I encouraged him to stick it out, told him that we would get back on the team and have a great end to the season. Unfortunately, we did not, and Clare beat us in July that year. From seeing and speaking to Niall four to five times a week, our contact suddenly dropped drastically. We both went back to our clubs and went back to our lives for a while.

I was expecting to see Niall again in November for pre-season. This did not happen for either us. My career with Galway finished here and so did Niall's. He left our world that winter and left a void in all our lives.

I think about you most days Niall. I think of your cheeky smile, classic one-liners and frightening athleticism on the field bursting out with the ball and launching it deep into opposition territory. I miss the energy and sense of fun you brought to all our lives.

I feel honoured to have met you and shared three great years in your company. I know in 2017 you inspired Galway to end the drought and your presence was seen in your cousin Conor Whelan's ferocious work rate and felt by everyone in David Burke's speech.

Thanks, Niall. Thank you for the memories. You are always in our heart.

We are not alone

I am writing this piece to reaffirm to people that you are not alone. There will be tough moments in the next few weeks and months with unemployment rates being high. The economy will struggle for a period, you may not be able to have the social connection you crave with your peers or travel to other parts of the world.

The thoughts and feelings you may be having about yourself or this situation we are in are not always true. We all have critical thoughts about ourselves and our lives. This is not unique to you. Whatever the issue you may be having with yourself, a friend, a partner, a family member - it is not just you who has or had this issue.

Speak to someone about it, seek out professional support and do not feel you are on your own. You are never alone. Although it may not feel like it at times, people care and love you. Take care of yourself. Mind your health and each other.

Here are some tips to help with our mental and emotional wellbeing:

1. Caring for one's self is not selfish

Sometimes we need to protect ourselves from relationships or situations that can cause us physical or emotional harm. When we protect ourselves it is not selfish? If we want to be the best support for the people around us it is okay to protect our time, energy, our mind to do what makes us feel well. This can be getting some sleep, getting professional help, exercising, eating well, getting a massage, etc.

2. Detach from thought identification

We may need to detach from some unhelpful patterns of thinking or emotions we are having. Experiment with what helps you disconnect from the thought or emotion that is bringing you down. Write about the situation (what is difficult, what can I learn from it, what will I do to move forward) Draw about it, practice some mindful exercises like deep breathing, meditation, stretching or yoga.

3. Be aware of how helpful or harmful certain foods, drinks, and substances have on our mental and physical health

Our gut contains neurotransmitters, which influence how we think and feel. Watch what you eat and be aware of the reactions you have towards certain foods. Alcohol and drugs can suppress how we feel in the short term but over the longer-term act as depressants. Reduce or cut out entirely your use of them when in a low mood.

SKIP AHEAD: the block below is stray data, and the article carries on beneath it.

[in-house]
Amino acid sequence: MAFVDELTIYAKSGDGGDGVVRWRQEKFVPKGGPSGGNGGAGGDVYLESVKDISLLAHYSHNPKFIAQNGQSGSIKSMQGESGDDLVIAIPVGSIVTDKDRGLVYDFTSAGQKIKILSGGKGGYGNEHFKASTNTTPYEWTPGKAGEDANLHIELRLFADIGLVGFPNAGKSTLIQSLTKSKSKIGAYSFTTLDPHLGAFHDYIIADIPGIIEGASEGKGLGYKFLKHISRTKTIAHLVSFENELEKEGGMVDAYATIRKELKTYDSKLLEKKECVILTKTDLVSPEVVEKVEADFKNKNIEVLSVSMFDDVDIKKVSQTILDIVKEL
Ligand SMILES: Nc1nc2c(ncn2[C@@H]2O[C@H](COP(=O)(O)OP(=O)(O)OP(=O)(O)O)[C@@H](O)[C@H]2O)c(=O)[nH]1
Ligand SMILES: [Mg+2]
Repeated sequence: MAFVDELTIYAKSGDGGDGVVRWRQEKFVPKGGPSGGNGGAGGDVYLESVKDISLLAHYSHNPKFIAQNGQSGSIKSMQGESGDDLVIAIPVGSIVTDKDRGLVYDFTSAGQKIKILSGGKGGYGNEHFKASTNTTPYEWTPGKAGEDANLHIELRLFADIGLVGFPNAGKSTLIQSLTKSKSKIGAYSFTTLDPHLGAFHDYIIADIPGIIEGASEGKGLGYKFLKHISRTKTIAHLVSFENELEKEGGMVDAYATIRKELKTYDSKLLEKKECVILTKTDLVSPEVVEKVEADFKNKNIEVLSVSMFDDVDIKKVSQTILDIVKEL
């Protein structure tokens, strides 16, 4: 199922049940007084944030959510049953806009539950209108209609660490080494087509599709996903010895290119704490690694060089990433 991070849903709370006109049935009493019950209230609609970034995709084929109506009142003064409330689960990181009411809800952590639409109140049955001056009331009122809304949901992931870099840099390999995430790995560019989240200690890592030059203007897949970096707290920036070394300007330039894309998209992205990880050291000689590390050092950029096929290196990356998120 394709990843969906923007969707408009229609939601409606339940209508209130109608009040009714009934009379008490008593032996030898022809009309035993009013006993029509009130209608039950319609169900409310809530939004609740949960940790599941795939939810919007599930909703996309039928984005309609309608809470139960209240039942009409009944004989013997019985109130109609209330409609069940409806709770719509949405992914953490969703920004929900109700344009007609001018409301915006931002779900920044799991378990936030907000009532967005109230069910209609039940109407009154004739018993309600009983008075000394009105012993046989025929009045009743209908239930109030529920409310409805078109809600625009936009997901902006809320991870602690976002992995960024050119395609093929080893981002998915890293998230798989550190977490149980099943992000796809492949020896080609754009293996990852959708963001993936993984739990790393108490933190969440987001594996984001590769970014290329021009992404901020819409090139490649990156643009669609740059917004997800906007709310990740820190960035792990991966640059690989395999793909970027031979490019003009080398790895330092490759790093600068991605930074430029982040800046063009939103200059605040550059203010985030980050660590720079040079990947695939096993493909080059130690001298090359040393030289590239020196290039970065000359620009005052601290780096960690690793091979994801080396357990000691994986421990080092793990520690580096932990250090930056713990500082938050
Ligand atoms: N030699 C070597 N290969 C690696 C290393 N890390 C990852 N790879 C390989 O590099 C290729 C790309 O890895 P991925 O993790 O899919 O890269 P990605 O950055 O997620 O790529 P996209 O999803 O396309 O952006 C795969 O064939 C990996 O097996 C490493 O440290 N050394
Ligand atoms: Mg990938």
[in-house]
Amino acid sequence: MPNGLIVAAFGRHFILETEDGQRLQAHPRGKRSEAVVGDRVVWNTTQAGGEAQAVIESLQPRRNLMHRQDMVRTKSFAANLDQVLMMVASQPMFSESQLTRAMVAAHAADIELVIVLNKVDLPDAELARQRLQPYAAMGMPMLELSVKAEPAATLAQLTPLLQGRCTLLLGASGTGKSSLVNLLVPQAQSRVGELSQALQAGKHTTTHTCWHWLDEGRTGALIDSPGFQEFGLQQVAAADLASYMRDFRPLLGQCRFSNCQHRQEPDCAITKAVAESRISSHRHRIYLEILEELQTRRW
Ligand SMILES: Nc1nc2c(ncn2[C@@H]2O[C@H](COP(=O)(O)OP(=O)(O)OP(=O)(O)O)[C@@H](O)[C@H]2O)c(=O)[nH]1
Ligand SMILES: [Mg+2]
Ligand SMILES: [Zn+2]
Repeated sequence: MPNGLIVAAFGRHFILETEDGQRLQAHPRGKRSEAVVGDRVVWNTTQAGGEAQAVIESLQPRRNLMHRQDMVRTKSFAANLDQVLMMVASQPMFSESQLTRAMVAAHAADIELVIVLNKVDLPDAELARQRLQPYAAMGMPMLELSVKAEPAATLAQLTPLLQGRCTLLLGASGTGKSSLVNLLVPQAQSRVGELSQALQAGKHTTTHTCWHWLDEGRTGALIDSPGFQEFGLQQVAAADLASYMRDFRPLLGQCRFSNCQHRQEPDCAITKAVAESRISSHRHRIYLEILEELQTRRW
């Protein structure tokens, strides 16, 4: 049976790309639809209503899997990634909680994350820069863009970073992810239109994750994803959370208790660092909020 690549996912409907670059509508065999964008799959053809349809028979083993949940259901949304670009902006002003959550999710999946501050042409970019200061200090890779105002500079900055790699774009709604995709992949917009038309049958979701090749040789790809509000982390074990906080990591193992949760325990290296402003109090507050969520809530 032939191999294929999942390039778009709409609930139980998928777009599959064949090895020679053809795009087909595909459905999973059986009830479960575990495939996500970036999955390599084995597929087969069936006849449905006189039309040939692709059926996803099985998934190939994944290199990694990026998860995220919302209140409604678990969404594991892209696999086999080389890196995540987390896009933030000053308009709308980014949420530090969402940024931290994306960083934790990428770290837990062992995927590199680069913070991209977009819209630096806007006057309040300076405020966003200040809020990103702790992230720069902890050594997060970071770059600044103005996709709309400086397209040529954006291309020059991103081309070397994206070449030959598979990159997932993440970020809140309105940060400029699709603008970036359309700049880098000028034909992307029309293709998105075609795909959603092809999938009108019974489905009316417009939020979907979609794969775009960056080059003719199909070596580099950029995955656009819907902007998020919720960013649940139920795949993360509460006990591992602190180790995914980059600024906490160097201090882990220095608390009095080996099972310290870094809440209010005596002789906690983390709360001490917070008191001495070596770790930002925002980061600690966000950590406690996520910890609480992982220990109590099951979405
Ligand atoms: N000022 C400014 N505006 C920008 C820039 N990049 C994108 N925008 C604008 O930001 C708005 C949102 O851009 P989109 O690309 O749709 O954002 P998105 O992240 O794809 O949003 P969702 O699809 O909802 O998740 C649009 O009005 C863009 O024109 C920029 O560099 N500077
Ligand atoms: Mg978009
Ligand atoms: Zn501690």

4. Connect to some outdoor activities

Nature has many powerful restorative benefits for our immune system and mental health. Take time to experiment in nature with an activity like a sport, hobby, running, cycling, or walking in nature, water sports or a swim in the sea. Try including friends or family in these experiences.

Regan began working with the Limerick hurlers ahead of the 2019 season

5. Proactively plan each waking hour of your day

Schedule tasks you want to do - exercise, cooking meals, meeting friends, activities you enjoy - tick them off the list as you achieve them. Personally, having a morning routine has been a huge help in getting me mentally and physically primed for the day. The three things I practice after waking are: movement such as bodyweight exercises, running or yoga; meditation; and eating a healthy breakfast. I find it helps with my focus and energy for the day ahead massively.

6. Build a good sleep routine

Going to bed early and waking up early will help you to restore and regenerate the cells in our body damaged through stressful activities, foods, or emotions.

7. Technology vacation

Taking mini holidays and weekend vacations from the incessant stream of information coming from social media, TV and radio can be a great way to create more space and time in our mind to allow us to make the best choices for our lives in terms of what we want and need.

8. Purpose and meaning

What gives meaning to our life? How can I serve the world today by helping others in work or personal context? This could be coaching kids, supporting a work colleague on a project, cleaning up the environment, helping a neighbour or friend.

9. Values and principles

What would be the three non-negotiable behaviours I would like to live my life by today if someone meets me? For example: to be present by actively listening to others and pay attention to their needs, to help them, to respect their opinions, ideas, or beliefs.

10. What one big thing could I do today to move me closer to a dream or goal I have?

Dedicating time to pursue what we are passionate about eg write a chapter of a book, contact a recruiter about my CV, reach out to someone in the community offering help.

if you were affected by the subject matter of this piece, you can find contact details for mental health organisations and helpline numbers here